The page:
Engaging the Culture

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By Kalina Davis


Traveling to a new culture can be intimidating. Suddenly you are thrust into a world of the unknown, where many things are foreign and unfamiliar. You may experience culture shock and homesickness, and your first instinct might be to return to your comfort zone where everything is safe and predictable. When you see that sign for McDonald’s or Starbucks while you are traveling, you are going to be tempted to drop everything you’re doing to indulge in a juicy Big Mac or a sweet Caramel Macchiato. I’m going to tell you right now, don’t do it. Trust me, it’s not worth it. Even if that small piece of home brings some temporary satisfaction, it will not reduce your culture shock or help you make the most of your travel experience. It won’t allow you to get to know the culture.

Do your research before you go and anticipate the cultural differences. The differences found around the world are what it makes it so beautiful and unique. Learn about the place you’ll be going to. What language do they speak? What food do they eat? What are some social expectations and customs? Getting yourself accustomed to the idea of being uncomfortable and trying new things can help ease the shock.

Although you may not be able to completely prevent culture shock, you can control how you handle it. When you are in a new and foreign setting, it’s easy to dwell on your discomfort. However, this will surely dampen your experience. Instead of complaining about the differences, embrace them. You will have most of your life to experience what you’re used to back in your native land, so take advantage of the opportunity to experience what is different. When you’re eating in a restaurant, don’t just order the safest, most American choice on the menu. Try a local specialty instead. When I was eating at a restaurant in Rome, I decided to order a pear and Gorgonzola gnocchi dish, something that I had never tried before. Even though I didn’t end up liking it, I was thankful for the chance to experience a part of the culture.

Italy for Foodies & Romantics | Guided Italy Tours | Once in a Lifetime Travel

If where you are going uses a different language, instead of using English all the time, try to learn a bit of the local language and use what you know. From my experience, the locals always appreciate it when tourists try to speak in the native language, even if you don’t say something exactly right.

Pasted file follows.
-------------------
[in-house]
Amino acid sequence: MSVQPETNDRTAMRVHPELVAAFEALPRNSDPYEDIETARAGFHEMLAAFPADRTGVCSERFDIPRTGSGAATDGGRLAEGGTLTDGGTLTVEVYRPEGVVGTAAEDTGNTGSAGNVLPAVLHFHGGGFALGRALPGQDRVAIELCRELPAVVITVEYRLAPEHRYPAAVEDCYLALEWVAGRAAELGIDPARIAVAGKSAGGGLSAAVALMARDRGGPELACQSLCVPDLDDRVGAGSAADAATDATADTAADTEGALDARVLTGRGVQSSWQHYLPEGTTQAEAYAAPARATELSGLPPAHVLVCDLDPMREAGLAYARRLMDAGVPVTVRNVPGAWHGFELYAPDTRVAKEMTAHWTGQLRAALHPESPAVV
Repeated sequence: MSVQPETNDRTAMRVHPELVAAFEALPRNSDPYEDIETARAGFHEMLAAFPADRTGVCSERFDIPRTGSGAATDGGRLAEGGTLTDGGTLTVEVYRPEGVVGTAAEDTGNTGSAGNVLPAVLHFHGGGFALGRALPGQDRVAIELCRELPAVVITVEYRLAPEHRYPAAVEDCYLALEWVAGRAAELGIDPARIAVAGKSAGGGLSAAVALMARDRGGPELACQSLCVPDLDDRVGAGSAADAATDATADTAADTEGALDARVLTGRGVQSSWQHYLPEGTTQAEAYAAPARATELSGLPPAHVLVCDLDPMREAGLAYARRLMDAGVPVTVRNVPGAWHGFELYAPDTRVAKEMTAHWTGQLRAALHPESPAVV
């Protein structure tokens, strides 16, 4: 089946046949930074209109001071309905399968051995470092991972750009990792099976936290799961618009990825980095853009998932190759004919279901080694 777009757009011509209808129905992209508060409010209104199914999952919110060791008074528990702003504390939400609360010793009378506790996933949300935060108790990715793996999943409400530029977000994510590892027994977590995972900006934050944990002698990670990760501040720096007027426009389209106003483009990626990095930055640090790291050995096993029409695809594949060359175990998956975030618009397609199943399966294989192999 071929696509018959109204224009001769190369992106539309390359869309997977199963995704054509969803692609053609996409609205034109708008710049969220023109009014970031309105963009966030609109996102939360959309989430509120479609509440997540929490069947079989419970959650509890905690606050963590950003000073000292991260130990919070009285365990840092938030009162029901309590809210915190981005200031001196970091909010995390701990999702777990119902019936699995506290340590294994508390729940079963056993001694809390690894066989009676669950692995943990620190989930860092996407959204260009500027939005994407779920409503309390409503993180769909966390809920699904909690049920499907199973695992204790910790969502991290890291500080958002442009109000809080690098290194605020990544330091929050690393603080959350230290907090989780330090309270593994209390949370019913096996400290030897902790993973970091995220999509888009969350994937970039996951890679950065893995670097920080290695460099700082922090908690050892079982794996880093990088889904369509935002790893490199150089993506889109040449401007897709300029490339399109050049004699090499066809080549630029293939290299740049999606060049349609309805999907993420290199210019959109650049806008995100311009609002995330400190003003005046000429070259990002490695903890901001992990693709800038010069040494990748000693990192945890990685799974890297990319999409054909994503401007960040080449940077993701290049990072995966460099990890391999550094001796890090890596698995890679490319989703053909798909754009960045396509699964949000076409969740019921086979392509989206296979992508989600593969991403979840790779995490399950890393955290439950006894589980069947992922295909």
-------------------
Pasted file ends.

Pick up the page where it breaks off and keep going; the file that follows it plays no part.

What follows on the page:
Instead of simply seeking out other Americans and tourists, try to meet a few locals. This can be intimidating to do, but it is always worth it. When I studied abroad in Rome, I had a few conversations with a woman who worked at one of my favorite gelaterie. We became friends, and she even came to my apartment to make my roommates and me some authentic spaghetti alla carbonara. We still keep in touch to this day.

Embrace the change, and allow yourself to become immersed in the culture you are in. Take a break from all of the touristy activities to sit and observe the life that goes on, soaking it all in. Your experience will be more authentic and memorable when you choose to do so.

Opportunities to travel to new places are wonderful gifts. Don’t take them for granted. When you travel, don’t stay inside your American comfort zone. You have plenty of time to be American. Instead, choose to embrace the foreign setting and learn what you can from the experience. Yes, the change can be scary and uncomfortable, but don’t retreat back into your shell. If you do, you will just scratch the surface of what is there to be discovered and experienced. Choose to take advantage of being in a new culture and try new things. When you do, the opportunities for growth and learning are endless.


Go Travel, and Travel Fearless.

Andi Brown, Once in a Lifetime Travel

copyright 2016

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